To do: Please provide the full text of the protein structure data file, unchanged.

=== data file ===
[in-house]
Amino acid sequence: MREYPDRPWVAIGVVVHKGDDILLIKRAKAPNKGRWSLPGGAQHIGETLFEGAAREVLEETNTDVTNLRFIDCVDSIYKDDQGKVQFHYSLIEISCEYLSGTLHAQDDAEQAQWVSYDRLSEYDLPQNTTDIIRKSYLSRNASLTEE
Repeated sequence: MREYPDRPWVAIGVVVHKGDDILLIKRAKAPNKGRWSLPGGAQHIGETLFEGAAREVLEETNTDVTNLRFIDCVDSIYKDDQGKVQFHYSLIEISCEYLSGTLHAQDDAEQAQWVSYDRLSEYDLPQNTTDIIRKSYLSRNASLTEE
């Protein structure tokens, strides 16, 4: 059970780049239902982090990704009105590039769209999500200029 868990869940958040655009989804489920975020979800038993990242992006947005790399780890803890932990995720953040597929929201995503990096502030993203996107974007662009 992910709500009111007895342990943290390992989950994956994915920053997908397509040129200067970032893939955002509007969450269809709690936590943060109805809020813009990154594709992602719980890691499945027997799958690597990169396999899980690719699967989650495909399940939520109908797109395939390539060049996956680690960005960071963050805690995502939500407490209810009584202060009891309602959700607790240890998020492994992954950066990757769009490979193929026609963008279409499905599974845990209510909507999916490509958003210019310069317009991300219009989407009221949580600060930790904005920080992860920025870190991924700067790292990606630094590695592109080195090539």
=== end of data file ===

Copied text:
[in-house]
Amino acid sequence: MREYPDRPWVAIGVVVHKGDDILLIKRAKAPNKGRWSLPGGAQHIGETLFEGAAREVLEETNTDVTNLRFIDCVDSIYKDDQGKVQFHYSLIEISCEYLSGTLHAQDDAEQAQWVSYDRLSEYDLPQNTTDIIRKSYLSRNASLTEE
Repeated sequence: MREYPDRPWVAIGVVVHKGDDILLIKRAKAPNKGRWSLPGGAQHIGETLFEGAAREVLEETNTDVTNLRFIDCVDSIYKDDQGKVQFHYSLIEISCEYLSGTLHAQDDAEQAQWVSYDRLSEYDLPQNTTDIIRKSYLSRNASLTEE
């Protein structure tokens, strides 16, 4: 059970780049239902982090990704009105590039769209999500200029 868990869940958040655009989804489920975020979800038993990242992006947005790399780890803890932990995720953040597929929201995503990096502030993203996107974007662009 992910709500009111007895342990943290390992989950994956994915920053997908397509040129200067970032893939955002509007969450269809709690936590943060109805809020813009990154594709992602719980890691499945027997799958690597990169396999899980690719699967989650495909399940939520109908797109395939390539060049996956680690960005960071963050805690995502939500407490209810009584202060009891309602959700607790240890998020492994992954950066990757769009490979193929026609963008279409499905599974845990209510909507999916490509958003210019310069317009991300219009989407009221949580600060930790904005920080992860920025870190991924700067790292990606630094590695592109080195090539």